I seriously wonder how old some of yall are that comment on here. What's sad is, we are all most likely grown adults and yet you talk trash like a 5th grader...and for what?? Is there REALLY a loser here?? Absolutely not. Us, the consumers, win, no matter which brand we decide to go with. Just because PUTC decided which brand won, do you honestly believe it will change someones mind??? Will GM suddenly out sell Ford in the HD market b/c of the test PUTC just did???? no.... Now, with that said, I would be lying if I told you that it didn't make me a little to happy to see GM win..CONGRATS GM...but, Ford will be releasing an all new truck VERY soon and, if we go by this test, im positive it will be the best truck on the market, especially where it lacked on this particular test. The Ford, as we know, is always heavier, and yet it was still the fastest and did great in the breaking, just imagine how much better it will pull and stop a load with the aluminum body. Which, again, in the end will just have to make Ram and GM adjust...... making us, the consumers, the real winners in all of this. PUTC, great test, I'm glad GM won..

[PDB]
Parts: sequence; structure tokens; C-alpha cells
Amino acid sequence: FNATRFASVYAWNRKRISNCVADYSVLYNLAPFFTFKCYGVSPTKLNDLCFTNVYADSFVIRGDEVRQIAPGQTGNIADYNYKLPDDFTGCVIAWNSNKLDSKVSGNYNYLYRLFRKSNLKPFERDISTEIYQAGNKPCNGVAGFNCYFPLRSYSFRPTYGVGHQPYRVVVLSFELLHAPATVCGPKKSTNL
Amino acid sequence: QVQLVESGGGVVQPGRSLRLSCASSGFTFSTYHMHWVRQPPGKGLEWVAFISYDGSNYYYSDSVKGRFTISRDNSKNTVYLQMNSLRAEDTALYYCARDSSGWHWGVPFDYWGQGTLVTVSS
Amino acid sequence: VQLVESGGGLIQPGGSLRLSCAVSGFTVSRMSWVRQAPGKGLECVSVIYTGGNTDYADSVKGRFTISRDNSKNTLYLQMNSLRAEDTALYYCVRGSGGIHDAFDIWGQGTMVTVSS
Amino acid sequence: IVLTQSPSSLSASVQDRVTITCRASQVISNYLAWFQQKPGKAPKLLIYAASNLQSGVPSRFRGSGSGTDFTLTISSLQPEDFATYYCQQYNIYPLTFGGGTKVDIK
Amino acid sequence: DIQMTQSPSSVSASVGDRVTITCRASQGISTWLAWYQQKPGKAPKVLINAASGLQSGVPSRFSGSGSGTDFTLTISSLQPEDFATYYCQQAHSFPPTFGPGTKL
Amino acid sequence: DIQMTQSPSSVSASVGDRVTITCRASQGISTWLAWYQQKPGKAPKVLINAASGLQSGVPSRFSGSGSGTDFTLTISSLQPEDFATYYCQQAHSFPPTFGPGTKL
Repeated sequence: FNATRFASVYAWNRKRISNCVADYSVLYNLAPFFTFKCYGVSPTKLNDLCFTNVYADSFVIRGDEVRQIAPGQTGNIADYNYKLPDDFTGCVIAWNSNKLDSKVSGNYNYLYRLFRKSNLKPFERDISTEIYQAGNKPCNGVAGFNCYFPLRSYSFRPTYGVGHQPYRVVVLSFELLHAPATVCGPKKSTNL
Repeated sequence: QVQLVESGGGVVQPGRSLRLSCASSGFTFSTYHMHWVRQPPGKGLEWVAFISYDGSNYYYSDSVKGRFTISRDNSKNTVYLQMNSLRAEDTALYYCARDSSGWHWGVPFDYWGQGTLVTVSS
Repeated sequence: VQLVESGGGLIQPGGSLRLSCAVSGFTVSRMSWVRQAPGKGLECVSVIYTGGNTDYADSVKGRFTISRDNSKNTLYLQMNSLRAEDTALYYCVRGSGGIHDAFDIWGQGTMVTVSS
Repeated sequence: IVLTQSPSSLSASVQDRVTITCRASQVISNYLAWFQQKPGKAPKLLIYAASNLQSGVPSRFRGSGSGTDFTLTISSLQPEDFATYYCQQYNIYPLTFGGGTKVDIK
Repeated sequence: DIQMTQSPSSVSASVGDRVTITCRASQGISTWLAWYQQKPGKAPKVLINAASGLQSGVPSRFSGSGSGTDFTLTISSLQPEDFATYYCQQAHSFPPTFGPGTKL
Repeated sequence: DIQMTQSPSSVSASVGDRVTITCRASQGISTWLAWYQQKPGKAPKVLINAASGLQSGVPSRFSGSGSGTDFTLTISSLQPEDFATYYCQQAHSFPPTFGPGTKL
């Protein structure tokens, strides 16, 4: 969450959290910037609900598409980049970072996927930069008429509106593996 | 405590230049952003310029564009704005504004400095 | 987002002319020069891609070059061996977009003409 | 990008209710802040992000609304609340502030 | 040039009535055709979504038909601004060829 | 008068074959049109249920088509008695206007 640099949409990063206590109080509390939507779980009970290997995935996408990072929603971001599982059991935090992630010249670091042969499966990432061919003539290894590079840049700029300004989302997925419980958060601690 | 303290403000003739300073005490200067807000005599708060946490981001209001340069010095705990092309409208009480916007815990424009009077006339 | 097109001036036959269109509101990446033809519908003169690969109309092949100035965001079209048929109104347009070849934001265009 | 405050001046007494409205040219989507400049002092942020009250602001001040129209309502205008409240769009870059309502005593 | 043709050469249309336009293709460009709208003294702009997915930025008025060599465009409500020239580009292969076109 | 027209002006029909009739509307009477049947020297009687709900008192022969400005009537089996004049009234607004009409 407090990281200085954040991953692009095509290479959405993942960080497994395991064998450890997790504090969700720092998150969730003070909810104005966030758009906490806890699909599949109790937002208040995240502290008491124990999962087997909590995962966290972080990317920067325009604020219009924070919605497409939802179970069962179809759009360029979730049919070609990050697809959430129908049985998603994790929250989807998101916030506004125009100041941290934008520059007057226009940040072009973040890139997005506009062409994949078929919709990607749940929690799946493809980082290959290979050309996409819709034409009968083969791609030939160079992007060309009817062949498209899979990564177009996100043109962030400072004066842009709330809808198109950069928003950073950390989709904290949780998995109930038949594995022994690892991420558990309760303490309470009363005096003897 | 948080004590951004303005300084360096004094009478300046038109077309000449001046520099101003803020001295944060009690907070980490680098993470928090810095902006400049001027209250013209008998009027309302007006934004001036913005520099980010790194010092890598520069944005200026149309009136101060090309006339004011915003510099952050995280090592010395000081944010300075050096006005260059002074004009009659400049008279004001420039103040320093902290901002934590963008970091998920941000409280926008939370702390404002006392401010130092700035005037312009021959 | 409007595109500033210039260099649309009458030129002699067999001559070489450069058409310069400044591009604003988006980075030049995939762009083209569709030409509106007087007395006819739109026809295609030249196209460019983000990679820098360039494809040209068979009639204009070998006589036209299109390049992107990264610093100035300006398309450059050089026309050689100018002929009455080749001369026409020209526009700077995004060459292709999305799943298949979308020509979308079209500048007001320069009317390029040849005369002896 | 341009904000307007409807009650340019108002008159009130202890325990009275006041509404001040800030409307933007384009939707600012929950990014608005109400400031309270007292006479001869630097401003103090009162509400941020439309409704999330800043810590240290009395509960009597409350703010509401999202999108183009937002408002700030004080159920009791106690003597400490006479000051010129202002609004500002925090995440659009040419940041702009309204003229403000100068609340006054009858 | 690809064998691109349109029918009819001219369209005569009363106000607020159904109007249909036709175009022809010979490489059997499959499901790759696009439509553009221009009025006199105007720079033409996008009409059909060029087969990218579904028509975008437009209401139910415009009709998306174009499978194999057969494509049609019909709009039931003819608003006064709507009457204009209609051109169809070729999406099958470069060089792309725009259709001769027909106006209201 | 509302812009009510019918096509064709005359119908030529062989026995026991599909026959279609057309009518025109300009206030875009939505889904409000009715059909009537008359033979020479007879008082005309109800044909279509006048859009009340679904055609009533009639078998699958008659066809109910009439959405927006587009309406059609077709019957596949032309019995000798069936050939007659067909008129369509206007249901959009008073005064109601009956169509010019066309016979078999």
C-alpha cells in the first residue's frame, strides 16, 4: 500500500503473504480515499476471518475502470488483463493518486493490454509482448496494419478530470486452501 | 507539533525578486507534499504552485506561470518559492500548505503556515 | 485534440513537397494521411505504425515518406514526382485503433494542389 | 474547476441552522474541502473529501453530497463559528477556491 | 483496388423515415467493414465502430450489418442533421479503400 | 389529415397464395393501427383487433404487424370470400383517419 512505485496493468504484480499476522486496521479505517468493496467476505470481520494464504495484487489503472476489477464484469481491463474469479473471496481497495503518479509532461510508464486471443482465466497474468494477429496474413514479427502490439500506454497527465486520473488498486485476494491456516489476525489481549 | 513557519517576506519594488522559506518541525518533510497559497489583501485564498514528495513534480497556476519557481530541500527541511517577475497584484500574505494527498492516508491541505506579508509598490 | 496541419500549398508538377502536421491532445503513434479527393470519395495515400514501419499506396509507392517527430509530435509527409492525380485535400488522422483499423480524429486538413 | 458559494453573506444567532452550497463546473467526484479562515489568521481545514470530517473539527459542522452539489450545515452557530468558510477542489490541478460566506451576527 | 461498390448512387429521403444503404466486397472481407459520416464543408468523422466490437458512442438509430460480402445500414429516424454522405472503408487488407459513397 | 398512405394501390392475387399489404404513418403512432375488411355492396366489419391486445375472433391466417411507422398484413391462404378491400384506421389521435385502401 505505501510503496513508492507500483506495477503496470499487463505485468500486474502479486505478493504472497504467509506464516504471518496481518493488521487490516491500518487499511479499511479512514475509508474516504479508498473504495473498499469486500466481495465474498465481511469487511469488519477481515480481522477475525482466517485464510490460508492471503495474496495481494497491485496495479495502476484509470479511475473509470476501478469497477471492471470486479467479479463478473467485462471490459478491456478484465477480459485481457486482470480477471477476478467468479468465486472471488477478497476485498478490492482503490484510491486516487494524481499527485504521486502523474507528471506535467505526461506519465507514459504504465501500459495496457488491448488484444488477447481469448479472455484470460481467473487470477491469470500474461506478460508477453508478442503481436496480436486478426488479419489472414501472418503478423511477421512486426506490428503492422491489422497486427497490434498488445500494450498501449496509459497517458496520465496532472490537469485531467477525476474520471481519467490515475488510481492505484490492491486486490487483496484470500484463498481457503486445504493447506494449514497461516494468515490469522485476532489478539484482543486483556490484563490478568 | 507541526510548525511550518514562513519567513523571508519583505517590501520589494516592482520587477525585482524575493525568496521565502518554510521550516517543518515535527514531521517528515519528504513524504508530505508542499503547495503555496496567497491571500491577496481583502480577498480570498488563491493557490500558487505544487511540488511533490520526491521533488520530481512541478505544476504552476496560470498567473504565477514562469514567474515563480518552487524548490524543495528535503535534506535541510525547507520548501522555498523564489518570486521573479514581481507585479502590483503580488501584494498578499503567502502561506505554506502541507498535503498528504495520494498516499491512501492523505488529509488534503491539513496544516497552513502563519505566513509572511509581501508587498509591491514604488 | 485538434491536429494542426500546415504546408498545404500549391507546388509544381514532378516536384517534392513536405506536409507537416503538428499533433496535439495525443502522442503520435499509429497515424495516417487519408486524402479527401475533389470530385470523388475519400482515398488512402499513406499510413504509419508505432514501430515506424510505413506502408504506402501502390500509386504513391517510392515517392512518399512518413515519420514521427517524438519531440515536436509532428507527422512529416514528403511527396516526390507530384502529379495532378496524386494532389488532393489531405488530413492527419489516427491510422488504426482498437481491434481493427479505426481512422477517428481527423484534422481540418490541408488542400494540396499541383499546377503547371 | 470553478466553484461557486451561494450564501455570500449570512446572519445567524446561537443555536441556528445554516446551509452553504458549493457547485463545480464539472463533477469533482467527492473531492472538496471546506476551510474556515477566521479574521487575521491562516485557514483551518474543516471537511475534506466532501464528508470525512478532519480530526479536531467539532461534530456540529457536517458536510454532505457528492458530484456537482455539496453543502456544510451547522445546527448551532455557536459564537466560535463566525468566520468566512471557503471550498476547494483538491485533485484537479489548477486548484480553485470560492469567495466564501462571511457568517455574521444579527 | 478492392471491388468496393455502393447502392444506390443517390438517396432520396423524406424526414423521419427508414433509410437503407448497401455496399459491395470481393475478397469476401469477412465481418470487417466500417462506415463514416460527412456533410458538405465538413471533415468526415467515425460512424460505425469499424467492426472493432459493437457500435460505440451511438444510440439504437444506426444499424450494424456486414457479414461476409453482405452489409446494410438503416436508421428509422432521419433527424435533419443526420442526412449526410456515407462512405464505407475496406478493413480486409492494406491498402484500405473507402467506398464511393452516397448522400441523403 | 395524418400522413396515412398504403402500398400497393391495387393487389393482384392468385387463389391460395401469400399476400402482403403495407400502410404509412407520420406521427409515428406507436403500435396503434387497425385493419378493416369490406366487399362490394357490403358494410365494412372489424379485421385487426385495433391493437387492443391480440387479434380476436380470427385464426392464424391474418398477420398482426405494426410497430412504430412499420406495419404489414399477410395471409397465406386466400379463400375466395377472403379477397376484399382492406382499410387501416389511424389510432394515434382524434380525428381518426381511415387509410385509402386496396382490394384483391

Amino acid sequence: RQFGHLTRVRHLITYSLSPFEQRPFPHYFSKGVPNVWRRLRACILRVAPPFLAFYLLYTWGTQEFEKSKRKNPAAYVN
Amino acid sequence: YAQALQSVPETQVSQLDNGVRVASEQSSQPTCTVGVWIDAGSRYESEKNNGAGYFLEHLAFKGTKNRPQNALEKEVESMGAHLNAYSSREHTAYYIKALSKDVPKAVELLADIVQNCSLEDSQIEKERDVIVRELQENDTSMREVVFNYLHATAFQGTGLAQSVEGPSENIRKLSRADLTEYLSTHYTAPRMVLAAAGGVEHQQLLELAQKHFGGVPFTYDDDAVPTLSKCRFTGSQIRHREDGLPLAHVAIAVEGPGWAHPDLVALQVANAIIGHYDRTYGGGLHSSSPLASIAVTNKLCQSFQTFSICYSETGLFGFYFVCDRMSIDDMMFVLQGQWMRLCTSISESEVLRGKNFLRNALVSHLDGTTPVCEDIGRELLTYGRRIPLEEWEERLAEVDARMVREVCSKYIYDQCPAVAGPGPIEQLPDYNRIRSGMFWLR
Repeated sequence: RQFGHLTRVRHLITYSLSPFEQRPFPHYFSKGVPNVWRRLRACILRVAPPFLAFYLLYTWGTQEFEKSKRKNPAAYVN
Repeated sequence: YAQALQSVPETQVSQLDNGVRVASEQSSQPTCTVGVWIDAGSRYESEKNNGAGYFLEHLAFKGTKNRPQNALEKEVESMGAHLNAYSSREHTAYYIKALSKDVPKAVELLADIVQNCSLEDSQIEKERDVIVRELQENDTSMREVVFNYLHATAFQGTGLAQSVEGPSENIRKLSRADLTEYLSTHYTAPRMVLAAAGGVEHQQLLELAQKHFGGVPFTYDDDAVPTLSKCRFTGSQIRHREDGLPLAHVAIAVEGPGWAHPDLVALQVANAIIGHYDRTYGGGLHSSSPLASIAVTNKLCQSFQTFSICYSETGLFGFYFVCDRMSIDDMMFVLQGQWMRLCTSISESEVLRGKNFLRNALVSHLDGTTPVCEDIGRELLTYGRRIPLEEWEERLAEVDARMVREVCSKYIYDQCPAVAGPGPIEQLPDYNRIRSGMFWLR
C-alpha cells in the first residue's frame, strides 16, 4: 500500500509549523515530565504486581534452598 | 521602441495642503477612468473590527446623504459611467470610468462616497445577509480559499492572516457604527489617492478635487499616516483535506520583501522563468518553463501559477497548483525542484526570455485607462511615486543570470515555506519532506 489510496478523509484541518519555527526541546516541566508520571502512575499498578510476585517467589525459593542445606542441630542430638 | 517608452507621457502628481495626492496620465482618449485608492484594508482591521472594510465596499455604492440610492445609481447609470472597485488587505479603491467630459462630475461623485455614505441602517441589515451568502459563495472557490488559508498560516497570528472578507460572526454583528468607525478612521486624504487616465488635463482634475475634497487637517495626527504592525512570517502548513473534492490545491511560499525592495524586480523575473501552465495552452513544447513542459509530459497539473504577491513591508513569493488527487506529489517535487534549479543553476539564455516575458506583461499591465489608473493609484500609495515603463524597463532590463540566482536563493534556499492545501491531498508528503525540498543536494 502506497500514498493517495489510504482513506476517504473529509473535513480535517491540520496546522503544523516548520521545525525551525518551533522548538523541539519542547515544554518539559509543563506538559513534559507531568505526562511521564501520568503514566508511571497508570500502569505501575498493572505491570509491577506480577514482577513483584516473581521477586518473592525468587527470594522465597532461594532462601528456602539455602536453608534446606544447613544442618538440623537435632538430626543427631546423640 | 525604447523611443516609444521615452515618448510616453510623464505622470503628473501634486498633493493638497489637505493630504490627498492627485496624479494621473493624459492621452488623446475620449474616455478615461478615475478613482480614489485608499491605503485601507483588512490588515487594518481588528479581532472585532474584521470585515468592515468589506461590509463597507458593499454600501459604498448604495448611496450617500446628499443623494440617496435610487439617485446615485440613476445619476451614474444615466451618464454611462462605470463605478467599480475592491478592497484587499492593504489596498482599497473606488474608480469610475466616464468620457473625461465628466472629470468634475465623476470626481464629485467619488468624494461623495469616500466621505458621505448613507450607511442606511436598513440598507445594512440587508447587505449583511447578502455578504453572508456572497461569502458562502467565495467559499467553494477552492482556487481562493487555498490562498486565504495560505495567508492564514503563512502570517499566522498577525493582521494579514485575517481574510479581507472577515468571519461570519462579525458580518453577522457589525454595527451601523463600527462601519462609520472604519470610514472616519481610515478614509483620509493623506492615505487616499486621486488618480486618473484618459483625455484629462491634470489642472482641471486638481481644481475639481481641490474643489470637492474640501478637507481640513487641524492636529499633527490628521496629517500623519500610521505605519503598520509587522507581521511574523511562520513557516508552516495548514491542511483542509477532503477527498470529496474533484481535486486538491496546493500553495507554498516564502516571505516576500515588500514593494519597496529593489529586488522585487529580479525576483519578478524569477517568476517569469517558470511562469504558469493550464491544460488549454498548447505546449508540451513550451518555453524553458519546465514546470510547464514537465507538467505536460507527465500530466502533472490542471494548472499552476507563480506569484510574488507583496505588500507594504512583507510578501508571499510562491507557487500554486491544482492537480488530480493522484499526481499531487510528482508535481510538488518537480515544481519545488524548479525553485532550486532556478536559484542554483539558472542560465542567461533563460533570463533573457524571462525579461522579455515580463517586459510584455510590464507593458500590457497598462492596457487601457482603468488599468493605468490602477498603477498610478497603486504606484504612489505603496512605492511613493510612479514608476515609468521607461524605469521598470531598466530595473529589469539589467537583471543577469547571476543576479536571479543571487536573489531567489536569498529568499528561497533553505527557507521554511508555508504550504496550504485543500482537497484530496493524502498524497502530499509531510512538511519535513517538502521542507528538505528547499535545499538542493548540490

taylor, the Ford was 40lbs lighter than the Ram. Look at Fords gearing. It clearly gives Ford an advantage. But mpg numbers and braking favor the Ram. Way more important numbers than acceleration up a hill.

I apologize and i was wrong, Dale, but come on, 40lbs? lol.... You act like i was sitting here saying Ford got screwed or something and that i was bashing the Ram.... why??

All i said was there are no losers here. These new diesel trucks are simply amazing. 20 years ago, shoot, even less than probably 10 years ago, none of us would have ever imagined it could get to this level.

This test just proved that all the "HP/Torque fairy dust" that Ford applies to their trucks doesn't matter. GM knows how to get the most out of their "inferior powertrain." I think GM winning every one of these tests over the last 8 years or so, proves that the Duramax/Allison combo is the best in the business! How does the Ram use over 6 gallons of that urea fluid compared to 2 gallons with the GMC? That's reason enough to pass on that truck!